AWS also provides the option to configure a trigger for your Lambda function. Since this is just a demo, we’re going to skip that as well. Click on the Next button on the bottom left corner of the page.

Now we get to configure our function. Under Configure function, choose a Name for your function and select the Node.js 4.3 Runtime.


Under Lambda function code, choose Edit code inline from the Code entry type dropdown, and then enter the following in the Code Window.

exports.handler = function(event, context) {
console.log("Phone Number = " + event.phoneNumber);
if (event.phoneNumber.match(/\d/g).length != 10) {
console.error("Invalid phone number passed in: " + event.phoneNumber);
} else {"Valid Phone Number.")
context.done(null, "Phone number validation complete");

Under Lambda function handler and role, set the Handler to index.handler, the Role to Choose an Existing role, and for Existing role, select the name of the role you created previously.

Click on Next, review your entries and then click on Create function.

Test the Function and View the Logs

Click on the Test button, and enter the following test data.


Click Save and Test and you should see the test results shown on the bottom of the screen. By default, Lambdas also send their logs to CloudWatch. If you click on the Monitoring tab, you can click on the View logs in CloudWatch link to view the logs in CloudWatch.


If you return to the Lambda code page, you can click on Actions, select Configure test event and then enter different data to see how the result changes. Since the validator only checks to ensure that the phone number contains 10 numbers, you can simply try it with 555-1234 as the phone number and watch it fail.


Please note that this example is provided solely to illustrate logging within a Node.js function, and should not be used as an actual validation function for phone numbers.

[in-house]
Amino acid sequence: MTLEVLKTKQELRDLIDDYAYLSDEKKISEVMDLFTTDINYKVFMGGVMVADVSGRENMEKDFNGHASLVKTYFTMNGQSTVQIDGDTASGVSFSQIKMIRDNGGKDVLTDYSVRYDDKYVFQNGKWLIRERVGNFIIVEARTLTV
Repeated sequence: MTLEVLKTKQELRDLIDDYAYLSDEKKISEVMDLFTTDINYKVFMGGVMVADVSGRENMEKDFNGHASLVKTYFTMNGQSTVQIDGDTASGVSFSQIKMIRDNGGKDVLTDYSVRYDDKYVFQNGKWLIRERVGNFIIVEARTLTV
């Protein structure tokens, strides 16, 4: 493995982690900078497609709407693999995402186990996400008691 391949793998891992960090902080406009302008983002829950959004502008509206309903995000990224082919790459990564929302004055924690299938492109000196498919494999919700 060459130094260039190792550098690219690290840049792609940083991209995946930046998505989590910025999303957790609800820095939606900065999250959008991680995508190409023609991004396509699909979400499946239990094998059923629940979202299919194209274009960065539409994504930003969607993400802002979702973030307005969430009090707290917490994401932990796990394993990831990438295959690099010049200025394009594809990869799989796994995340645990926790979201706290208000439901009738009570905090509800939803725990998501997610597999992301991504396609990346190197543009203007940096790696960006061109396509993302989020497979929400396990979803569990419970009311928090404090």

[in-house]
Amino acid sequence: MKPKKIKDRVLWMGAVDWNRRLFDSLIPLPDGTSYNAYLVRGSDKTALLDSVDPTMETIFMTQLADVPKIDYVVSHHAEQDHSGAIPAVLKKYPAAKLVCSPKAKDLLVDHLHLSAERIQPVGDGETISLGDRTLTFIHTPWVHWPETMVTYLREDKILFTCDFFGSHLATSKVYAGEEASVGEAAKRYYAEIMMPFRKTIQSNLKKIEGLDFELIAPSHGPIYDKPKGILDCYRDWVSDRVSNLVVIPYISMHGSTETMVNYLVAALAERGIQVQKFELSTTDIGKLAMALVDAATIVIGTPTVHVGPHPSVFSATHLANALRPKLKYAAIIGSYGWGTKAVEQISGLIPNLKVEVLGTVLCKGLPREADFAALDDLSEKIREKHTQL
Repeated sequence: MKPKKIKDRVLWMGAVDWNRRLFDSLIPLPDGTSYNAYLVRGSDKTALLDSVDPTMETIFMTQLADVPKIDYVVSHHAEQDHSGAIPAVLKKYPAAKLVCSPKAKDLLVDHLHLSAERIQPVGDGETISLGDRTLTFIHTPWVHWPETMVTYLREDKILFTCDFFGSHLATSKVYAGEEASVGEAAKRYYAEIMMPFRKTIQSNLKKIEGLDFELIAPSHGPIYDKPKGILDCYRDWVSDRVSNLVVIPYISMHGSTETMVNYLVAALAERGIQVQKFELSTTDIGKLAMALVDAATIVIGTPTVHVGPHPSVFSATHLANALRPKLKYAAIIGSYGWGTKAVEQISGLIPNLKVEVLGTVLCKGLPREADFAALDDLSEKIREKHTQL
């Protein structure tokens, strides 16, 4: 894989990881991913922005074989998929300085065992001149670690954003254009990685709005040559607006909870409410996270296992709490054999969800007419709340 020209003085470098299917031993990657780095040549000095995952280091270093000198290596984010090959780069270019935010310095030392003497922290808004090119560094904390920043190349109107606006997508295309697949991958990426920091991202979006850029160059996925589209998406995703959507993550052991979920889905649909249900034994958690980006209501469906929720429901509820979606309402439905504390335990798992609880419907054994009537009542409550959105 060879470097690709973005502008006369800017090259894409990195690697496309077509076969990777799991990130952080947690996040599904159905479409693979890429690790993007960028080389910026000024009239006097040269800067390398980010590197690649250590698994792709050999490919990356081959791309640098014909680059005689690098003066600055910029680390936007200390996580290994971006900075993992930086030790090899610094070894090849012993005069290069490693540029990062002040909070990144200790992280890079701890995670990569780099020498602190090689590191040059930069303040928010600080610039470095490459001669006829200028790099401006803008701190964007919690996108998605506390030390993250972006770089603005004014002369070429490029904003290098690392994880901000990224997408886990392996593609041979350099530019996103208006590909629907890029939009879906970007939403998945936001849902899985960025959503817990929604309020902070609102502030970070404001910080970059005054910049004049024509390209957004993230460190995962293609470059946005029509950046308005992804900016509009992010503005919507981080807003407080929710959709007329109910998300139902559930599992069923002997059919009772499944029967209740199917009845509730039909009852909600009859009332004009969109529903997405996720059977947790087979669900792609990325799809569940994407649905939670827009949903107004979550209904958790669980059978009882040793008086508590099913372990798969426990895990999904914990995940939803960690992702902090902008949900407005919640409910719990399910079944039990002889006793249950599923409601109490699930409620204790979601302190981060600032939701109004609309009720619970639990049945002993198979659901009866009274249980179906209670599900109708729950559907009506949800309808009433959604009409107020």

About the Author

Mike Mackrory is a Global citizen who has settled down in the Pacific Northwest – for now. By day he works as a Senior Engineer on a Quality Engineering team and by night he writes, consults on several web-based projects and runs a marginally successful eBay sticker business. When he’s not tapping on the keys, he can be found hiking, fishing and exploring both the urban and rural landscape with his kids. Always happy to help out another developer, he has a definite preference for helping those who bring gifts of gourmet donuts, craft beer and/or Single-malt Scotch.

Logging Node.js Lambda Functions with CloudWatch is published by the Sumo Logic DevOps Community. If you’d like to learn more or contribute, visit Also, be sure to check out Sumo Logic Developers for free tools and code that will enable you to monitor and troubleshoot applications from code to production.

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Mike Mackrory

Mike Mackrory

Mike Mackrory is a Global citizen who has settled down in the Pacific Northwest — for now. By day he works as a Lead Engineer on a DevOps team, and by night, he writes and tinkers with other technology projects. When he's not tapping on the keys, he can be found hiking, fishing and exploring both the urban and rural landscape with his kids. Always happy to help out another developer, he has a definite preference for helping those who bring gifts of gourmet donuts, craft beer and/or single-malt Scotch.

More posts by Mike Mackrory.